Dar es Salaam — Tanzania has entered into a contract with Uganda to build an alternative route for the undersea cable via Mutukula to overcome the inconveniences caused by businesses persistent internet cable breakdown.
The move comes after Uganda government invited an international firm for the construction of an alternative internet cable in the country to end the ongoing connectivity blues in the landlocked country.
Mr. Nicodemus Mnungu the Tanzania Telecommunication Company Limited (TTCL), Commercial Executive, said the alternative broadband backbone will enable Uganda widen the internet transmission through and ensure internet reliability.
"Uganda is connected to Kenya cables but it also wants to have an alternative route in case of inconveniences or breakdown," Mnungu said.
Mnungu added that Uganda would be leasing the circuits to transfer their internet contents from Dar es Salaam to Mtukula border and into Uganda to boost the connectivity. The tariffs for the connectivity will depend on connection and on how much bandwidth Uganda would be using through the circuit.
"So far TTCL is also negotiating with Burundi, Zambia, Malawi and Mozambique to be connected with TTCL Broadband which is the custodian of National Information and Communication Technology Back Bone (NICTBB) that would in turn get the countries connected to world," he said.
The government said the countries were still in dialogue with TTCL and by next year if the talks go on well the connectivity procedures will start immediately.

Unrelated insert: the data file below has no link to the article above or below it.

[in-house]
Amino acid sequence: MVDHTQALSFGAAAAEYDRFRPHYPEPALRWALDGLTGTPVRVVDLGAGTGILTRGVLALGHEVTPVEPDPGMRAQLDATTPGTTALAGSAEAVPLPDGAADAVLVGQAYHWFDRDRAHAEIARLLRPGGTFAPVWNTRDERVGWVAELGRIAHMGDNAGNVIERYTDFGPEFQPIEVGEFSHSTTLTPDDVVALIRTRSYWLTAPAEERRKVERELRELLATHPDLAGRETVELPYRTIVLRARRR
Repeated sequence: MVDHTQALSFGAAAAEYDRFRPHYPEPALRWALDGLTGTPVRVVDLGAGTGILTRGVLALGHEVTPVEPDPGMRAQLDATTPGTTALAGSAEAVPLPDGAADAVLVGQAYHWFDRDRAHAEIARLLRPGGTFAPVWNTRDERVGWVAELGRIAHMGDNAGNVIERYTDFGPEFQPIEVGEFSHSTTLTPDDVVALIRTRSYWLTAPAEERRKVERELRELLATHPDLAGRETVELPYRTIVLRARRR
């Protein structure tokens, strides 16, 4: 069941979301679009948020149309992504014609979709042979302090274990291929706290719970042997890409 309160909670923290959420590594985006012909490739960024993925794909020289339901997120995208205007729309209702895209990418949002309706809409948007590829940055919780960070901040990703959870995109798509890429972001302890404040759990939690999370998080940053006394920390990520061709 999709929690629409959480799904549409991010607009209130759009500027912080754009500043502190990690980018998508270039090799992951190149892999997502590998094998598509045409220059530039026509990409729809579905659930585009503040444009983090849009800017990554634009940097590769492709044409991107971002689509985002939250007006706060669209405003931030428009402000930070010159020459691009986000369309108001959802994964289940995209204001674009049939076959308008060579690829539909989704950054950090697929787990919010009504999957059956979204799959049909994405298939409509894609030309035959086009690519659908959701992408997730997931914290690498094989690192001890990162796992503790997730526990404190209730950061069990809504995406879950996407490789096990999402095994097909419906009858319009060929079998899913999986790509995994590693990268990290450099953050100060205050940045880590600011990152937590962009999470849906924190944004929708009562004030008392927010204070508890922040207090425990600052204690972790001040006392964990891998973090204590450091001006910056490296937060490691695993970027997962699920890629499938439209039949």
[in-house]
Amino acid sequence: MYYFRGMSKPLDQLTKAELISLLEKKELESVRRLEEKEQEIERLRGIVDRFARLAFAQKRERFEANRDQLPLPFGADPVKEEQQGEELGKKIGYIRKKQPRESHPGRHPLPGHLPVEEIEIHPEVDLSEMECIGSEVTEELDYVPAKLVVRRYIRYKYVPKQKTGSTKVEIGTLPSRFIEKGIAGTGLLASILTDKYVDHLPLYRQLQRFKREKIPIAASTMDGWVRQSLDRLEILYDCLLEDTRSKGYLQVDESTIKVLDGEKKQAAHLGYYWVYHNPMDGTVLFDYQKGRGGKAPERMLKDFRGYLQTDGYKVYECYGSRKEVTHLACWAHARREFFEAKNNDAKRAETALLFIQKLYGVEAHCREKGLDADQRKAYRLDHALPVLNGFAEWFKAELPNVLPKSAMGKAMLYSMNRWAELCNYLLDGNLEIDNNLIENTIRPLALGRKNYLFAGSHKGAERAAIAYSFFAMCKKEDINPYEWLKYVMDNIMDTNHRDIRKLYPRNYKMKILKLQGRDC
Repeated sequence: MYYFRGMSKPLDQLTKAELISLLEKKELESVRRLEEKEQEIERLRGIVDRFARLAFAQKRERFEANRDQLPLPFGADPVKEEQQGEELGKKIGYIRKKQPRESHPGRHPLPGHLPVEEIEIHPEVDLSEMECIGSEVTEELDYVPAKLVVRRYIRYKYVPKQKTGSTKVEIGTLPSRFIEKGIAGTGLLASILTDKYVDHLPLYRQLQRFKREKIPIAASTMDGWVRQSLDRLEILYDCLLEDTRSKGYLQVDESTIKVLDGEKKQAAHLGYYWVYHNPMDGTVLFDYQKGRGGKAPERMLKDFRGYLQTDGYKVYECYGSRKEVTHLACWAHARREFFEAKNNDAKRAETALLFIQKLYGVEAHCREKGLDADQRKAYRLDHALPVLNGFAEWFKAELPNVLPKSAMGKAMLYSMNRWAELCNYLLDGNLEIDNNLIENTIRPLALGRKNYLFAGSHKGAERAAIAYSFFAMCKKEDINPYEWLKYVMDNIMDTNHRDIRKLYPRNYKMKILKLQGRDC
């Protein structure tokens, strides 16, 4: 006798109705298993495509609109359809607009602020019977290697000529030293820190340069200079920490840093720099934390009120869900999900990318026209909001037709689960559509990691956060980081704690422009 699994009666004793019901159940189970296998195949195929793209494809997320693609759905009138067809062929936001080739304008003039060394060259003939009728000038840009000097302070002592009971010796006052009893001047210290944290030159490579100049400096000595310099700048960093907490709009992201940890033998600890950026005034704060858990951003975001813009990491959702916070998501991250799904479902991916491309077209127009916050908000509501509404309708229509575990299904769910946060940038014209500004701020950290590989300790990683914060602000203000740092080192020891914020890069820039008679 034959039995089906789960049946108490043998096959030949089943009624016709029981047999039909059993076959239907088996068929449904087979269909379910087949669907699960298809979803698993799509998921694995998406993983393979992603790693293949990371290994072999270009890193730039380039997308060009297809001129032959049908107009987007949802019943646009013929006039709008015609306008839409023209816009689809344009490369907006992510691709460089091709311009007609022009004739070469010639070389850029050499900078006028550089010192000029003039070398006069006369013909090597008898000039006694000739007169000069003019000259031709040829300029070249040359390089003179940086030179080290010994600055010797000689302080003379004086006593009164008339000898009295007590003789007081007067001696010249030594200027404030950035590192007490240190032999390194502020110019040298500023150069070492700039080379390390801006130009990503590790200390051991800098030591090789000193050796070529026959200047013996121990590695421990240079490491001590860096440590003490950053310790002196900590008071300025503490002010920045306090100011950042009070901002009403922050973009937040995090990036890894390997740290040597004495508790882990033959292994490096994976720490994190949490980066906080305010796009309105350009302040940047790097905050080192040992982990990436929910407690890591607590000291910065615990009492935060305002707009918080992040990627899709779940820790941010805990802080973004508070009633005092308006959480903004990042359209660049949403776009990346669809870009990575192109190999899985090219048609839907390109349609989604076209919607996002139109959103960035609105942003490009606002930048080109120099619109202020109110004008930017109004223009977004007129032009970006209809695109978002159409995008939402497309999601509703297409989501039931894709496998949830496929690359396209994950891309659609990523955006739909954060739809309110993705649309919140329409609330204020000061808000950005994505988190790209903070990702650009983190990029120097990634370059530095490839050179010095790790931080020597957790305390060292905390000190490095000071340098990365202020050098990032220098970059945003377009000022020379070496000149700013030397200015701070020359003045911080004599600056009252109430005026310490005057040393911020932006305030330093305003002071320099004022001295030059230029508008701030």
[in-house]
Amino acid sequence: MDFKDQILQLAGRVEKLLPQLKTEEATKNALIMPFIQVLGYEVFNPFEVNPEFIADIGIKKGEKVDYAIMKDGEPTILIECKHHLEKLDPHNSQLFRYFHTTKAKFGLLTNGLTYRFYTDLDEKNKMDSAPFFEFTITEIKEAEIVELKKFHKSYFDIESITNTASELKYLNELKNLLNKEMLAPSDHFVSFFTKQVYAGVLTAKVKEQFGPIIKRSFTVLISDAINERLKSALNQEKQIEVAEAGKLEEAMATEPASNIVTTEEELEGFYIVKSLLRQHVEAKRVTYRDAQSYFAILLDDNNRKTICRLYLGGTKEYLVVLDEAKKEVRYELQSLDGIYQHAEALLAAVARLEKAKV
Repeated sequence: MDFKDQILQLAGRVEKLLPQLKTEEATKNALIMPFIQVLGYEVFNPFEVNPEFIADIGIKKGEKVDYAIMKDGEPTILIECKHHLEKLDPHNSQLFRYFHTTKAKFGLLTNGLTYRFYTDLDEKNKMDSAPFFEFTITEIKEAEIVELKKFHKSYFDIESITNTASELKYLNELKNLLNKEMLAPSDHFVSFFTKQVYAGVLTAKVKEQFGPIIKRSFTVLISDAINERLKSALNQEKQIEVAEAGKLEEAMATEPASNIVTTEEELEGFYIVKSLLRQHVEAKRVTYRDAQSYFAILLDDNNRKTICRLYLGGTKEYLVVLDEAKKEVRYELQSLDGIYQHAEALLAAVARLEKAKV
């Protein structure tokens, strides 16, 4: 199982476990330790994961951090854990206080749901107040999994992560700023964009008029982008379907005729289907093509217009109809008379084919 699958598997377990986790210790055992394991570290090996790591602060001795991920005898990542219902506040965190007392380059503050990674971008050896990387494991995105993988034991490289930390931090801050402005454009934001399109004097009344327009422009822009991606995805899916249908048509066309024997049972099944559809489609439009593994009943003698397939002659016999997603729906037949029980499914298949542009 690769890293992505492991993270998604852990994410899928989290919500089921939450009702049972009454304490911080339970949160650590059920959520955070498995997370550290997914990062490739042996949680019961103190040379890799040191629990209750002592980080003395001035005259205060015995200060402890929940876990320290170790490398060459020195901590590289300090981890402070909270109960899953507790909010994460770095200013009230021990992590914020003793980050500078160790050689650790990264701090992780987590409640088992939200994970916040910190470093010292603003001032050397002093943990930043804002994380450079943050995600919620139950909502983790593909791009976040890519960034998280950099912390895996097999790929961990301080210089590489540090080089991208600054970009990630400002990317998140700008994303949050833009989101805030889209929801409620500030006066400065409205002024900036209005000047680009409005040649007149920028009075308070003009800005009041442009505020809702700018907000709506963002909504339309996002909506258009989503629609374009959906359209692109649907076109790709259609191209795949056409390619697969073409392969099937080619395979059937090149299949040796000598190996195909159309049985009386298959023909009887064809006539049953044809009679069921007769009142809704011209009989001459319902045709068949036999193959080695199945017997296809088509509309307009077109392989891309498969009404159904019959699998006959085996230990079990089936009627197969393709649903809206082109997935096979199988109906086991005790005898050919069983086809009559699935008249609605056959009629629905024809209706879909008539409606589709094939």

The Director for Technical Services at National Information Technology Authority Uganda (NITA-U) Mr. Peter Kahiigi, said his government will embark on the project starting in November this year.
Kahiigi stressed every time the fibre cables are damaged in Kenya they get affected, the Mutukula- Tanzania route will ensure that they have an alternative route to tackle this challenge. The alternative route will be a welcome move by the players in the Information and Communication Technology (ICT) sector that have for long suffered internet breakdown affecting their businesses.
Internet cafes and telecommunication companies are mostly affected when there is a disruption in internet connectivity.
ICT experts say middle-class professionals can today check their e-mails over wireless internet or portable modems in smart cafés across the country for a few dollars a month, Ugandans can access the internet on mobile phones costing less than $100 (TSh8,700).
Kahigi noted the move will benefit internet users and act as a safeguard against dependence on single cable as well as riding internet speed, access and reliability.
By 2010, the number of internet users in Uganda had risen to four million just over 10% of the population, according to the Uganda Communication commission.
The Uganda's National Information Technology Authority, construction of the alternative cable through Tanzania will be funded by the government and various supporters.
According to the global broadband targets, internet user penetration should clock the 60% mark worldwide by 2015, with at least 50% in developing countries and 15% for least developed countries.
Tanzania's NICTBB has reached all border points of the country and TTCL has already illustrated its capability by getting the Tsh10.7bn ($6.7m) contracts to supply 1.244 gigabytes of internet bandwidth to Rwanda for years.
Minister for Communications, Science and Technology, Prof Makame Mbalawa, said TTCL winning is a testimony to the neighboring countries and to the world at large that the decision by Tanzania government to massively invest in the Tsh314bn ($200m) NICTBB aimed at making Tanzania as a hub for ICT.
"It could be wise for the Neighboring countries to use the opportunity ahead of them because being connected with Tanzania's bandwidth will greatly enhance the performance of their countries hence increase efficiency indifferent sectors of the economy," Mbalawa said.